No cash refund required for defective chest of drawers, COA rules

September 30, 2013
Marilyn Odendahl
Although the Indiana Court of Appeals noted that the adage “buyer beware” did not apply, it still found that a customer who discovered a defect in a piece of furniture after purchase was not entitled to a cash refund.
More

Justices decline to suspend Marion Superior judge, appoint masters

September 30, 2013
Dave Stafford
The Indiana Supreme Court on Monday declined to suspend Marion Superior Judge Kimberly Brown over a 45-count disciplinary complaint lodged against her, but appointed three special masters to hear the case on an expedited basis.
More

Small-claims change of judge time limit further divides appellate courts

September 30, 2013
Dave Stafford
How long a small-claims court litigant has to request a change of judge is a question that divided a Court of Appeals panel Monday, where a majority found that an earlier appellate panel majority got it wrong. The dissenting judge authored the prior opinion, and said it shouldn’t be disturbed even if it may have been wrongly decided.
More

No evidence that missed deadline was result of ineffective attorney

September 30, 2013
Marilyn Odendahl
A Boone County man’s failed attempt to get a jury trial was not the result of ineffective counsel but because he missed the statutory deadline, the Indiana Court of Appeals ruled.
More

Justices pass on Star anonymous online commenter case, reinstate order to identify

September 30, 2013
Dave Stafford
The Indiana Supreme Court chose not to further review long-running litigation involving whether The Indianapolis Star must reveal the identity of an online commenter. The decision came one day after justices heard oral arguments.
More

Summary judgment improper in non-compete clause appeal

September 30, 2013
Dave Stafford
A trial court erred in granting summary judgment in favor of a former employer that sought to exercise a non-compete clause in the contract of an airline mechanic who went to work for another company.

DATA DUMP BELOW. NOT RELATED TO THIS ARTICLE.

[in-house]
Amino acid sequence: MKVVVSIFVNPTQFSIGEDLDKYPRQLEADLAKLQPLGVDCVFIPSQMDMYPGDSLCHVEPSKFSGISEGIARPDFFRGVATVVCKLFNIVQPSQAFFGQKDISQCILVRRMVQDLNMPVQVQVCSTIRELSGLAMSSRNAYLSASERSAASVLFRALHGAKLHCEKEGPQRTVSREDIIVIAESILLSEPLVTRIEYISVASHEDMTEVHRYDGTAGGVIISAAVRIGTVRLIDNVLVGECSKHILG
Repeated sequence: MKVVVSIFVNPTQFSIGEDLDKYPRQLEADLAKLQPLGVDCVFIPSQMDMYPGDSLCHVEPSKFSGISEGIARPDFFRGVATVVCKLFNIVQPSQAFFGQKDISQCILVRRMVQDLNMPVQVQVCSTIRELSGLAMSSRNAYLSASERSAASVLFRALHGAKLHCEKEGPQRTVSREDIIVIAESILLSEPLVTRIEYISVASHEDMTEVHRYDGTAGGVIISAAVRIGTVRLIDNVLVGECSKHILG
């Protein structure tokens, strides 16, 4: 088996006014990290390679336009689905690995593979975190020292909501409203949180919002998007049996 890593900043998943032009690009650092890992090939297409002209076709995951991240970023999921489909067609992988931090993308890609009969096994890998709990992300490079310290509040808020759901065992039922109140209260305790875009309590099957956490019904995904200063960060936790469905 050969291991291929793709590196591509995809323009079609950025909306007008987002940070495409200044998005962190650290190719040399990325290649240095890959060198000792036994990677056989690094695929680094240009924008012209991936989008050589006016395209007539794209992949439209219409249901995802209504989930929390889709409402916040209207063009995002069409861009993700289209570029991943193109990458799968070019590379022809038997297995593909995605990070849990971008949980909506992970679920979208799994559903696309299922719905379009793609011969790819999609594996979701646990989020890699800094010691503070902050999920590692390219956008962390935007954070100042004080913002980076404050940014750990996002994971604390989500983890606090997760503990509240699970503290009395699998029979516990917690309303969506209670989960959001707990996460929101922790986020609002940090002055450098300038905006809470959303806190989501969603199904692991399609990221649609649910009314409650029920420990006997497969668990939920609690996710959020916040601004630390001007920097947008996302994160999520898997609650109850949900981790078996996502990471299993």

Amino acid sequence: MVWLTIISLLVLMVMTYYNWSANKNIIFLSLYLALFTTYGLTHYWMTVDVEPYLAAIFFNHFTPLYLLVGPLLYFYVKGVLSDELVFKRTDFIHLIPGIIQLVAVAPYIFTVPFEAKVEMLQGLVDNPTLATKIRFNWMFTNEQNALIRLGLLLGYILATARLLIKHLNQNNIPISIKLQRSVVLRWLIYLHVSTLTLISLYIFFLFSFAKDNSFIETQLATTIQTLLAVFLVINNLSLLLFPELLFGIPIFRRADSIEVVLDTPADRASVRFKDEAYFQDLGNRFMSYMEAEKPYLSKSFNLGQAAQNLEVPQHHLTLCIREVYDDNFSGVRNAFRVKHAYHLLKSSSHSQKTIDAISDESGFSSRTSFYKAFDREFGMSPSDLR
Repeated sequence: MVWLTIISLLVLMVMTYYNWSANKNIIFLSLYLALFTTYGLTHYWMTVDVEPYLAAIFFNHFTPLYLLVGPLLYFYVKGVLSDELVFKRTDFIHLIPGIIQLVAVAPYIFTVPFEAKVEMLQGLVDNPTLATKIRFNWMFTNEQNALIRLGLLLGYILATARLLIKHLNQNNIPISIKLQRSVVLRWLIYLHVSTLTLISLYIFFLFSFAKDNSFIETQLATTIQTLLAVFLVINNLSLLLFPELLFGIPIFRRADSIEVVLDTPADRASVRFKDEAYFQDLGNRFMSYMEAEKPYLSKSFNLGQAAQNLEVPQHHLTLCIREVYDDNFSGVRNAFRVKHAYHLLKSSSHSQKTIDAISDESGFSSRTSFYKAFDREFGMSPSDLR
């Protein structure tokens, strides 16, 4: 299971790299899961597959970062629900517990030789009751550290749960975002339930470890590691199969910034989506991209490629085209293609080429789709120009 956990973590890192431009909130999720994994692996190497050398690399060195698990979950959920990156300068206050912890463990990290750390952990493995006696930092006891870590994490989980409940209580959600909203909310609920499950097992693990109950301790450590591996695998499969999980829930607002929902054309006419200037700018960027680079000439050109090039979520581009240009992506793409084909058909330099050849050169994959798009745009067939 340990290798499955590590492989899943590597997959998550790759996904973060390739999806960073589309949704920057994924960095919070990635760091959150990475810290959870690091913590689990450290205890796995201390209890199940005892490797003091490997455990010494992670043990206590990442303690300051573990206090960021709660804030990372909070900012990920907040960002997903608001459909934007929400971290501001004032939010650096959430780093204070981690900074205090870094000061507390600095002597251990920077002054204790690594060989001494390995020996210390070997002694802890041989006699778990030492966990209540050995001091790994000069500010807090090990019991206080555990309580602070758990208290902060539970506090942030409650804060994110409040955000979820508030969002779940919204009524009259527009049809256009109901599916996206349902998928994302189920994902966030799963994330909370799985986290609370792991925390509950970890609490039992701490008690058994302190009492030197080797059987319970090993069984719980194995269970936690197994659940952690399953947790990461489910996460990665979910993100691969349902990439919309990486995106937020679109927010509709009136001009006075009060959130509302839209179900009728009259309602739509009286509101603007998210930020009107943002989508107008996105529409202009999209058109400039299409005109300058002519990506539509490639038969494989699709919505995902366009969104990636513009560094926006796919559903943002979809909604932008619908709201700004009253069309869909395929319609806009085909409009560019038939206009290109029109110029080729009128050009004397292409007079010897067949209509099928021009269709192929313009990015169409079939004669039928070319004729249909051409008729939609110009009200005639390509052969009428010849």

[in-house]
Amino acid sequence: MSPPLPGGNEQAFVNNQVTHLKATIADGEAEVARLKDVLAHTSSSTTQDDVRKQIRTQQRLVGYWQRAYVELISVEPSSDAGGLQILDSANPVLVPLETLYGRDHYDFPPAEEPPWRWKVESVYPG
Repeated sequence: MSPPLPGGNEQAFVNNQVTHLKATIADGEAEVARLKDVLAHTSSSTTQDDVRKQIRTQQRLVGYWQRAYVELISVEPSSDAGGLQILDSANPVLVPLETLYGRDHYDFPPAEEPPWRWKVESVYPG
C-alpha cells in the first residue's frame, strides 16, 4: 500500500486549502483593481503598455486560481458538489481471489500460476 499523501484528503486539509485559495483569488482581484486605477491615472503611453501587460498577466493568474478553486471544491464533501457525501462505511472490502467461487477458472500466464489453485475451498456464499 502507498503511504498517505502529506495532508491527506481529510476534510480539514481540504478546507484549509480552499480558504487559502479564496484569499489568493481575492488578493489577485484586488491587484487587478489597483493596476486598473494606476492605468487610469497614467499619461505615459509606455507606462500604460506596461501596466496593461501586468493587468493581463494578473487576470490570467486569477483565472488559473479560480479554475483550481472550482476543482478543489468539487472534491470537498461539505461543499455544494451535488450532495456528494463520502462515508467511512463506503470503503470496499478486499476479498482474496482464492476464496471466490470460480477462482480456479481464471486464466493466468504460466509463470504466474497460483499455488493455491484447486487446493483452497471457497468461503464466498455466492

More

Panel affirms molesting conviction, rejects vouching, competency challenges

September 30, 2013
Dave Stafford
A man’s conviction of Class A and Class C felony child molesting was affirmed by the Indiana Court of Appeals Monday as judges rejected challenges of the victim’s competency to testify and whether the court allowed vouching testimony by multiple witnesses.
More
Sponsored by
ADVERTISEMENT
Subscribe to Indiana Lawyer
  1. What a fine article, thank you! I can testify firsthand and by detailed legal reports (at end of this note) as to the dire consequences of rejecting this truth from the fine article above: "The inclusion and expansion of this right [to jury] in Indiana’s Constitution is a clear reflection of our state’s intention to emphasize the importance of every Hoosier’s right to make their case in front of a jury of their peers." Over $20? Every Hoosier? Well then how about when your very vocation is on the line? How about instead of a jury of peers, one faces a bevy of political appointees, mini-czars, who care less about due process of the law than the real czars did? Instead of trial by jury, trial by ideological ordeal run by Orwellian agents? Well that is built into more than a few administrative law committees of the Ind S.Ct., and it is now being weaponized, as is revealed in articles posted at this ezine, to root out post moderns heresies like refusal to stand and pledge allegiance to all things politically correct. My career was burned at the stake for not so saluting, but I think I was just one of the early logs. Due, at least in part, to the removal of the jury from bar admission and bar discipline cases, many more fires will soon be lit. Perhaps one awaits you, dear heretic? Oh, at that Ind. article 12 plank about a remedy at law for every damage done ... ah, well, the founders evidently meant only for those damages done not by the government itself, rabid statists that they were. (Yes, that was sarcasm.) My written reports available here: Denied petition for cert (this time around): http://tinyurl.com/zdmawmw Denied petition for cert (from the 2009 denial and five year banishment): http://tinyurl.com/zcypybh Related, not written by me: Amicus brief: http://tinyurl.com/hvh7qgp

  2. Justice has finally been served. So glad that Dr. Ley can finally sleep peacefully at night knowing the truth has finally come to the surface.

  3. While this right is guaranteed by our Constitution, it has in recent years been hampered by insurance companies, i.e.; the practice of the plaintiff's own insurance company intervening in an action and filing a lien against any proceeds paid to their insured. In essence, causing an additional financial hurdle for a plaintiff to overcome at trial in terms of overall award. In a very real sense an injured party in exercise of their right to trial by jury may be the only party in a cause that would end up with zero compensation.

  4. Why in the world would someone need a person to correct a transcript when a realtime court reporter could provide them with a transcript (rough draft) immediately?

  5. This article proved very enlightening. Right ahead of sitting the LSAT for the first time, I felt a sense of relief that a score of 141 was admitted to an Indiana Law School and did well under unique circumstances. While my GPA is currently 3.91 I fear standardized testing and hope that I too will get a good enough grade for acceptance here at home. Thanks so much for this informative post.

ADVERTISEMENT